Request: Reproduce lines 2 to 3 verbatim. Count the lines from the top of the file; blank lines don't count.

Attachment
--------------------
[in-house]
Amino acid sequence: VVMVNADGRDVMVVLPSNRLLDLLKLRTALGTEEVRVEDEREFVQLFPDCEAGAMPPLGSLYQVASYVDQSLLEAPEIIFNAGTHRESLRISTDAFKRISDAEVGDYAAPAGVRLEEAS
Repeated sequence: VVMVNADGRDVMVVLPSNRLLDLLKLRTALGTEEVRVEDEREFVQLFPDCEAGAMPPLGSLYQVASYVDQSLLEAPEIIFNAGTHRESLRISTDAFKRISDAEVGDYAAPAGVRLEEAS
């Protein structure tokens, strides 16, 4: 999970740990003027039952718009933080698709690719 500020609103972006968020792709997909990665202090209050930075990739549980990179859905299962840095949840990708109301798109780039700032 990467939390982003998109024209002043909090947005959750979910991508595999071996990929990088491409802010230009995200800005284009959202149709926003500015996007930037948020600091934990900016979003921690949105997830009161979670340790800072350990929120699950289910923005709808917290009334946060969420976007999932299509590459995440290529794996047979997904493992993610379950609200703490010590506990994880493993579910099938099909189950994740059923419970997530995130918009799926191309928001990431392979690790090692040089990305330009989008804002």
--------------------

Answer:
Amino acid sequence: VVMVNADGRDVMVVLPSNRLLDLLKLRTALGTEEVRVEDEREFVQLFPDCEAGAMPPLGSLYQVASYVDQSLLEAPEIIFNAGTHRESLRISTDAFKRISDAEVGDYAAPAGVRLEEAS
Repeated sequence: VVMVNADGRDVMVVLPSNRLLDLLKLRTALGTEEVRVEDEREFVQLFPDCEAGAMPPLGSLYQVASYVDQSLLEAPEIIFNAGTHRESLRISTDAFKRISDAEVGDYAAPAGVRLEEAS